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What If We Miss These Times?

What If We Miss These Times?

written by Rie Linton


Most people would agree that the year 2020 has been a very difficult year.  With millions of people living in hundreds of countries leading very different lives, we suddenly found ourselves bound together by something smaller than imaginable.  A heretofore unknown virus struck in literally every country on earth.  The disparities that separated the humans on this planet suddenly found themselves with a common enemy – Covid 19.


With countries beginning lockdowns and others boasting they would not need one, only to recant and go into lockdown themselves, the Chinese New year slipped past.  The first of the Chinese cycle, this year was perhaps the least celebrated in at least one century.  Epidemics occur in practically every country each year but this epidemic struck all nations within a relatively short matter of months, hence the term “pandemic.”  The year 2020 became not the Year of the Rat, as noted on the Chinese calendar, but rather a year of the pandemic, a year of fear, a year of death and anguish.


The Year of the Rat, more correctly known as the Year of the Metal Rat, snuck in without the fanfare usually accompanying the Chinese New Year.  There are different Years of the Rat.  Like the rest of Chinese tradition, the Year of the Rat is influenced by four elements – metal, water, wood, and fire.  The Year of the Rat is first in the Chinese Zodiac cycle because of a party.  According to one popular myth, The Jade Emperor held a party and decided the order of the zodiac would be determined by the order in which all invited animals arrived at his party.  The Rat tricked the ox into giving him a ride but just as they approached the party site, the Rat jumped off and rushed in ahead of the ox and became the first arrival.  The Rat is considered part of Yang and represents the beginning of a new day.  The rat is also seen in Chinese culture as representing wealth and culture.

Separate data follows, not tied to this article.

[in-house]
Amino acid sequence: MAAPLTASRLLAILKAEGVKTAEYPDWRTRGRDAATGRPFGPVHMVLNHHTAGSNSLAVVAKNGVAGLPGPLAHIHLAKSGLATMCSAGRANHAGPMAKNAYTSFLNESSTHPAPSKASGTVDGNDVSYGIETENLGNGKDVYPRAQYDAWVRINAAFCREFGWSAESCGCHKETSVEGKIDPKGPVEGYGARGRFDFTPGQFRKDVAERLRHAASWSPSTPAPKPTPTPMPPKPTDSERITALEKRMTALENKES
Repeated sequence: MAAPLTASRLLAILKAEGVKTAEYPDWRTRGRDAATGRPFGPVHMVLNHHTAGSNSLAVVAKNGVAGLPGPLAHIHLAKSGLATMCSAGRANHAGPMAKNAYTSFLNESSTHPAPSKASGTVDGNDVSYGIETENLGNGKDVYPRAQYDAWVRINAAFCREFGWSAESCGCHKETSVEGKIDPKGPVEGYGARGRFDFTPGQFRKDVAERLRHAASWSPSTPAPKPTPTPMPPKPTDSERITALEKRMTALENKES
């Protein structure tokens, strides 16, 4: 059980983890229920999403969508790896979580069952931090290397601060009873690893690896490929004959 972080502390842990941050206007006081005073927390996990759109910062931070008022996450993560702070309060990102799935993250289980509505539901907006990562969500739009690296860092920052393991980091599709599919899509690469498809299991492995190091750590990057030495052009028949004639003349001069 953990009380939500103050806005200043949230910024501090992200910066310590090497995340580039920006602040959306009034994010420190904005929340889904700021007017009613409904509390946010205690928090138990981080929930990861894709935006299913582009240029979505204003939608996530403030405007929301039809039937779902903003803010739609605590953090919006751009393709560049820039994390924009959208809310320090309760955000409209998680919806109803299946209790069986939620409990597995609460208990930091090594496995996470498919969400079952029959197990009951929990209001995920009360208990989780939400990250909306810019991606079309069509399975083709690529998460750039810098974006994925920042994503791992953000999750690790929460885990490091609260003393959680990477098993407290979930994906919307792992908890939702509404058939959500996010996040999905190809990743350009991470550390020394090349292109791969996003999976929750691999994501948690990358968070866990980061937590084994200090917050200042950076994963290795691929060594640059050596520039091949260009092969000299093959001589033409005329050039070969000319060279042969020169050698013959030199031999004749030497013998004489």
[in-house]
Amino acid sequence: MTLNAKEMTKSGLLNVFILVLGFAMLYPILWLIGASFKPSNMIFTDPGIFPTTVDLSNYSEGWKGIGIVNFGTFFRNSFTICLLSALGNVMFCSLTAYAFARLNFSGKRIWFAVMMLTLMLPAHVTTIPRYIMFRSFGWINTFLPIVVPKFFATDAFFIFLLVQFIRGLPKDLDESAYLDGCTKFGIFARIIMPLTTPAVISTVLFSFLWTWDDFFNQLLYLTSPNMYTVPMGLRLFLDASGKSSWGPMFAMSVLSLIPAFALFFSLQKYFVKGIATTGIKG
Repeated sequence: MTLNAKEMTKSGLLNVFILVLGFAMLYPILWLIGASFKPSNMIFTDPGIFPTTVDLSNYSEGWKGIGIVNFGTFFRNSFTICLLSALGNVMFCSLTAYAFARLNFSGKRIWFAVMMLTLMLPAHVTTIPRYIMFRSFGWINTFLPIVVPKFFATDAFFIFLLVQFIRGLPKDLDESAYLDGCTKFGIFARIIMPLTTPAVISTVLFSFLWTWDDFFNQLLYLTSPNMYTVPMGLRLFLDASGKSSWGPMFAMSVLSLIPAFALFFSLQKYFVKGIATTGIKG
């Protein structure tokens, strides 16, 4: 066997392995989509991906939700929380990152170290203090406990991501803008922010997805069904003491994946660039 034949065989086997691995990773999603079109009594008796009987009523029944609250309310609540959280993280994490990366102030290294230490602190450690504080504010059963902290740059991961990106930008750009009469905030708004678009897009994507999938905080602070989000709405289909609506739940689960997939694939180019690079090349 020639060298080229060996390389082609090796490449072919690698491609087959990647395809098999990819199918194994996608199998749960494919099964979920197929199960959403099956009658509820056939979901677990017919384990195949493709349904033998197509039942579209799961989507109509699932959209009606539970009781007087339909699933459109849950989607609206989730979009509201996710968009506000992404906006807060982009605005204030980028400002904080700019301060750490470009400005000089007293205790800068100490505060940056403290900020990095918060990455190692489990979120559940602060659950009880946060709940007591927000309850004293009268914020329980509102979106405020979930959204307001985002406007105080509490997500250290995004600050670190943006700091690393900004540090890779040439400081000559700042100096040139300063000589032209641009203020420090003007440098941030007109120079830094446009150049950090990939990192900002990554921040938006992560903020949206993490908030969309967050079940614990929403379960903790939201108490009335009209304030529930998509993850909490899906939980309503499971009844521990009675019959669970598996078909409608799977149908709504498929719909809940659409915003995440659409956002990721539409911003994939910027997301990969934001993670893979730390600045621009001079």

Some folks are even making outrageous claims that the new coronavirus causing the pandemic was engineered in a lab and deliberately released to make people sick. A new study debunks such claims by providing scientific evidence that this novel coronavirus arose naturally.  In this the year of the Rat, nature has taken the world by storm in the form of one little virus.


Covid-19 is a virus classified as a Corona virus, due to the spiked appearance of its proteins, necessary to infect other cells.  Under a microscope, they appear to form a crown and the Latin term for crown is ‘corona.”  Research conducted independently has shown that the backbone of the new coronavirus’s genome most closely resembles that of a bat coronavirus discovered after the COVID-19 pandemic began. However, the region that binds ACE2 resembles a novel virus found in pangolins, a strange-looking animal sometimes called a scaly anteater. This provides additional evidence that the coronavirus that causes COVID-19 almost certainly originated in nature. If the new coronavirus had been manufactured in a lab, scientists most likely would have used the backbones of coronaviruses already known to cause serious diseases in humans.